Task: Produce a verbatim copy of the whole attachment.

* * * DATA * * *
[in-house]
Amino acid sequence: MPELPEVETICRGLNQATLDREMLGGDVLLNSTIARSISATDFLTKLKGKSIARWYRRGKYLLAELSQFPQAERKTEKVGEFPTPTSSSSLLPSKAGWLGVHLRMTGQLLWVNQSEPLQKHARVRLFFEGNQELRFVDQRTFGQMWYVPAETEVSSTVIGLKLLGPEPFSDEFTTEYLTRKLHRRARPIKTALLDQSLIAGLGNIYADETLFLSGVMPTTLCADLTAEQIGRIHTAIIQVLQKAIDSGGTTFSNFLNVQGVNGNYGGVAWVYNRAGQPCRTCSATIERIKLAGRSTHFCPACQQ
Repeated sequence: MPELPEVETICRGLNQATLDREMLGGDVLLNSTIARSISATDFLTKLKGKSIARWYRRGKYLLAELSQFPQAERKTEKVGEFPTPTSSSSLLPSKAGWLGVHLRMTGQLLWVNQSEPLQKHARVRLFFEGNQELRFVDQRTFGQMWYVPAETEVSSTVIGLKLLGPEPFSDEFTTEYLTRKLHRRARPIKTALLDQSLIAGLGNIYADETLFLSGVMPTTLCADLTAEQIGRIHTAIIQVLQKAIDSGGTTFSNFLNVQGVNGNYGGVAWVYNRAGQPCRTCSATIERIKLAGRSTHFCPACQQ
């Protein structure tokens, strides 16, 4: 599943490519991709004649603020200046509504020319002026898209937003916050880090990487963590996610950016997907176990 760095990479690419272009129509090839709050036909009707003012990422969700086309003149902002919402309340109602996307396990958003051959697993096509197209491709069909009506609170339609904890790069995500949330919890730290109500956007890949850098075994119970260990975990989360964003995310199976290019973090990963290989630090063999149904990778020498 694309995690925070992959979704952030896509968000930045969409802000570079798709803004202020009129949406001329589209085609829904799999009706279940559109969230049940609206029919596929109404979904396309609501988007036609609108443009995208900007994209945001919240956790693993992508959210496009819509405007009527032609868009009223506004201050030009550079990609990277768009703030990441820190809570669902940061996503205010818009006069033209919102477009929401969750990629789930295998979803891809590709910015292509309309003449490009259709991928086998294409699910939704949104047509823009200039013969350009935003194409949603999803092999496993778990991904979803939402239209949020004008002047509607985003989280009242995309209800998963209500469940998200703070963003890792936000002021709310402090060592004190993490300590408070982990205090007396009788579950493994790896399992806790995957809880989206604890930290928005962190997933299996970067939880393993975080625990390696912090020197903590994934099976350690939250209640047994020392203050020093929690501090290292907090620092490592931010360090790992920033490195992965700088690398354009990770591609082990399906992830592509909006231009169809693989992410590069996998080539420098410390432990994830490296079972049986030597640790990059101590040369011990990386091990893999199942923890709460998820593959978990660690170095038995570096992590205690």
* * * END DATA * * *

[in-house]
Amino acid sequence: MPELPEVETICRGLNQATLDREMLGGDVLLNSTIARSISATDFLTKLKGKSIARWYRRGKYLLAELSQFPQAERKTEKVGEFPTPTSSSSLLPSKAGWLGVHLRMTGQLLWVNQSEPLQKHARVRLFFEGNQELRFVDQRTFGQMWYVPAETEVSSTVIGLKLLGPEPFSDEFTTEYLTRKLHRRARPIKTALLDQSLIAGLGNIYADETLFLSGVMPTTLCADLTAEQIGRIHTAIIQVLQKAIDSGGTTFSNFLNVQGVNGNYGGVAWVYNRAGQPCRTCSATIERIKLAGRSTHFCPACQQ
Repeated sequence: MPELPEVETICRGLNQATLDREMLGGDVLLNSTIARSISATDFLTKLKGKSIARWYRRGKYLLAELSQFPQAERKTEKVGEFPTPTSSSSLLPSKAGWLGVHLRMTGQLLWVNQSEPLQKHARVRLFFEGNQELRFVDQRTFGQMWYVPAETEVSSTVIGLKLLGPEPFSDEFTTEYLTRKLHRRARPIKTALLDQSLIAGLGNIYADETLFLSGVMPTTLCADLTAEQIGRIHTAIIQVLQKAIDSGGTTFSNFLNVQGVNGNYGGVAWVYNRAGQPCRTCSATIERIKLAGRSTHFCPACQQ
């Protein structure tokens, strides 16, 4: 599943490519991709004649603020200046509504020319002026898209937003916050880090990487963590996610950016997907176990 760095990479690419272009129509090839709050036909009707003012990422969700086309003149902002919402309340109602996307396990958003051959697993096509197209491709069909009506609170339609904890790069995500949330919890730290109500956007890949850098075994119970260990975990989360964003995310199976290019973090990963290989630090063999149904990778020498 694309995690925070992959979704952030896509968000930045969409802000570079798709803004202020009129949406001329589209085609829904799999009706279940559109969230049940609206029919596929109404979904396309609501988007036609609108443009995208900007994209945001919240956790693993992508959210496009819509405007009527032609868009009223506004201050030009550079990609990277768009703030990441820190809570669902940061996503205010818009006069033209919102477009929401969750990629789930295998979803891809590709910015292509309309003449490009259709991928086998294409699910939704949104047509823009200039013969350009935003194409949603999803092999496993778990991904979803939402239209949020004008002047509607985003989280009242995309209800998963209500469940998200703070963003890792936000002021709310402090060592004190993490300590408070982990205090007396009788579950493994790896399992806790995957809880989206604890930290928005962190997933299996970067939880393993975080625990390696912090020197903590994934099976350690939250209640047994020392203050020093929690501090290292907090620092490592931010360090790992920033490195992965700088690398354009990770591609082990399906992830592509909006231009169809693989992410590069996998080539420098410390432990994830490296079972049986030597640790990059101590040369011990990386091990893999199942923890709460998820593959978990660690170095038995570096992590205690």